Two and a half weeks later, on September 13, 1966, Bob Justman sent Ed Perlstein a memo indicating the main titles would have to be changed again, this time to accommodate a revised credit for Leonard Nimoy:
As per our discussion this morning, we are requesting a change in the Third Card on the STAR TREK Main Title. The Third card presently reads: “LEONARD NIMOY as Mister Spock.”
From now on, starting with the fourth show on the air entitled, “THE NAKED TIME”, #6149-7, and for all succeeding shows, the copy of the Third Card of the Main Titles is to be changed as follows:
          Also Starring
          LEONARD NIMOY as Mister Spock     (75%)
Please note that Leonard’s credit is to be no more than 75% of the type that we afford to William Shatner.
I have already spoken to Bill Heath about this change and he will get right to work on it.
Insofar as Bill and I can determine at present, we will not be able to change the Credits prior to air on the show entitled ‘WHERE NO MAN HAS GONE BEFORE’. However, when we get ‘THE MAN TRAP,” “CHARLIE X” and “WHERE NO MAN HAS GONE BEFORE’ back from the network after their air dates, we shall at that time effect the Main Title changes in the event of re-runs. They’re going to have to be changed anyway, so that the ‘Created by’ Credit of Gene Roddenberry will be coming out to satisfy the Director’s Guild.”9
Although left unsaid in the memo, this change must have happened because either Justman or someone else with the production was reminded of their contractual obligation to Nimoy. Therefore, beginning with “The Naked Time,” and continuing for the rest of Star Trek’s first season, the opening titles now appeared like this:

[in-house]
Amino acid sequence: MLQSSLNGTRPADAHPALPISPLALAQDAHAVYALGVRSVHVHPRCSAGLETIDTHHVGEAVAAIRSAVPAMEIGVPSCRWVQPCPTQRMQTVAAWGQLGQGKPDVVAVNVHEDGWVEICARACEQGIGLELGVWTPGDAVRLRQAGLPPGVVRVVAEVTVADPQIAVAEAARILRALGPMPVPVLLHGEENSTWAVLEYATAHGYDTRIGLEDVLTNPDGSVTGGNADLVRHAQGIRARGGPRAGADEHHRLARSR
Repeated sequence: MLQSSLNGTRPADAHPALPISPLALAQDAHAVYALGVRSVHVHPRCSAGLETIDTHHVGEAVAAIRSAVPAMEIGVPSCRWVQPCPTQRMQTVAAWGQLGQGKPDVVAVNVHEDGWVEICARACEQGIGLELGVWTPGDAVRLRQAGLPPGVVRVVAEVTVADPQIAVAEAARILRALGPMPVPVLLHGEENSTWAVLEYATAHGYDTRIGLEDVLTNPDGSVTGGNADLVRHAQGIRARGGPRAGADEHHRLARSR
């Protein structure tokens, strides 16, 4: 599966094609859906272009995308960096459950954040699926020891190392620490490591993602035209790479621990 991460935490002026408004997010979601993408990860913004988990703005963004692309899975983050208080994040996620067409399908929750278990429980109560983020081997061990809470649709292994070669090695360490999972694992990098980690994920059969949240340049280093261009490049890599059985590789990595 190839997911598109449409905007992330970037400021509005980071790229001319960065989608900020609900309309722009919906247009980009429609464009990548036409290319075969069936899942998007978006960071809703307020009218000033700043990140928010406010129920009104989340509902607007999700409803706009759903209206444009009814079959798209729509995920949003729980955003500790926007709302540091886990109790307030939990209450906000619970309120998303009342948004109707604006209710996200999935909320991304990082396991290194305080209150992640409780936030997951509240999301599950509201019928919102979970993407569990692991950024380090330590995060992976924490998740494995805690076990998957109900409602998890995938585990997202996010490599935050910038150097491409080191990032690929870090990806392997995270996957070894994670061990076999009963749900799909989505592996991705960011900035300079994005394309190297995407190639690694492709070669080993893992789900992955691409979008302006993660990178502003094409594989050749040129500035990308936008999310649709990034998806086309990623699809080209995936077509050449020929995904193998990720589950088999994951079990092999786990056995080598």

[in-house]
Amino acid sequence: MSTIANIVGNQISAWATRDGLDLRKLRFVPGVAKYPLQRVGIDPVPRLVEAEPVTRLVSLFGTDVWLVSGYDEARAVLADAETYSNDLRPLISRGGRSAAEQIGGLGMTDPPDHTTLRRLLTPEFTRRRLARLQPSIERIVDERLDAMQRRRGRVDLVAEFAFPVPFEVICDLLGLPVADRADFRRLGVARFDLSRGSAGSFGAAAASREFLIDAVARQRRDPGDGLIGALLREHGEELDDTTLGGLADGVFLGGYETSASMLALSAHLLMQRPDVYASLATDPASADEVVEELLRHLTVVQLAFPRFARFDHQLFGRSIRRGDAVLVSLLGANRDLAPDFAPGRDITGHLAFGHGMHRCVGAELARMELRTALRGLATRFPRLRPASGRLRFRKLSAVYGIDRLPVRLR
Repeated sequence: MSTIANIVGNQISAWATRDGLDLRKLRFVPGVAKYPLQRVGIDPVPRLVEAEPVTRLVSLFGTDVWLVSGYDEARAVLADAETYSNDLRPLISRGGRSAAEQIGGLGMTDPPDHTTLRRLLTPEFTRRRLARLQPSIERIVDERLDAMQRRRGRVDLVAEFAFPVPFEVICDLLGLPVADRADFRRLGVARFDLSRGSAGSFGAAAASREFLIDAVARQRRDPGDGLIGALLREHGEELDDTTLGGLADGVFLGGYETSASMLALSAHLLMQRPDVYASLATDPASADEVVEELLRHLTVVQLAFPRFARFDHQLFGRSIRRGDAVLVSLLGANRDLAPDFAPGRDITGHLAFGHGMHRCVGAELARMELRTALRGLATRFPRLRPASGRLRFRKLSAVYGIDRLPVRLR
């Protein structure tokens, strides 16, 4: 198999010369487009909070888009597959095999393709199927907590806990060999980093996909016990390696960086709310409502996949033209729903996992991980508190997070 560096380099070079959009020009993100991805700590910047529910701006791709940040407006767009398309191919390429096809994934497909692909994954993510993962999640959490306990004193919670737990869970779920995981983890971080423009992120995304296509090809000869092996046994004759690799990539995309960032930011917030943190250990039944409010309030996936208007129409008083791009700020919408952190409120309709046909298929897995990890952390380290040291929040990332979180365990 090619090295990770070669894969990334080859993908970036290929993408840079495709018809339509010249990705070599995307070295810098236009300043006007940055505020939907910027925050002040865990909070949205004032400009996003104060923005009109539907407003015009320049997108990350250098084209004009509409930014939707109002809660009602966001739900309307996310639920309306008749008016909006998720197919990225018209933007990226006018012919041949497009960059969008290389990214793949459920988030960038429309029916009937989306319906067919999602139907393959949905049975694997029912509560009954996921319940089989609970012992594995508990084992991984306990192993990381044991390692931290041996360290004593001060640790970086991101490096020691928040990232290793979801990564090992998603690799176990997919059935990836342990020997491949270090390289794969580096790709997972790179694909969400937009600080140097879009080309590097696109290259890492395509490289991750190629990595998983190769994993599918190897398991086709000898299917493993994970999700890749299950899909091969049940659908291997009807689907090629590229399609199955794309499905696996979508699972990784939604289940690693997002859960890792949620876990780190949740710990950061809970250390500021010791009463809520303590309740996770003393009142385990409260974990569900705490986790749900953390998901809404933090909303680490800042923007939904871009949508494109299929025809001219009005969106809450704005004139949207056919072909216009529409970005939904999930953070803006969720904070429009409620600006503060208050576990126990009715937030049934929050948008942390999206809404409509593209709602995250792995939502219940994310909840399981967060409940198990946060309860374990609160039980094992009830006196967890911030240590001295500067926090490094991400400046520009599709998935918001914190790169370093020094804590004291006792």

Original main titles for “The Naked Time” (September 29, 1966)
The main titles, as Cushman and Osborn correctly point out, were changed again at the beginning of the second season. Regarding the way screen credit would be presented that year, Bob Justman sent a memo to Gene Roddenberry on April 6, 1967, which said:
I have had our contractual obligations researched by the Legal Department and can discover no objection to giving DeForest Kelley on our new Main Title. In addition, I have checked with Stan Robertson and he assures me that NBC welcomes the idea, as they think very highly of DeForest Kelley and the character he has helped create. Therefore, we can carry out our intention to give DeForest Kelley credit on our new Main Title for next season.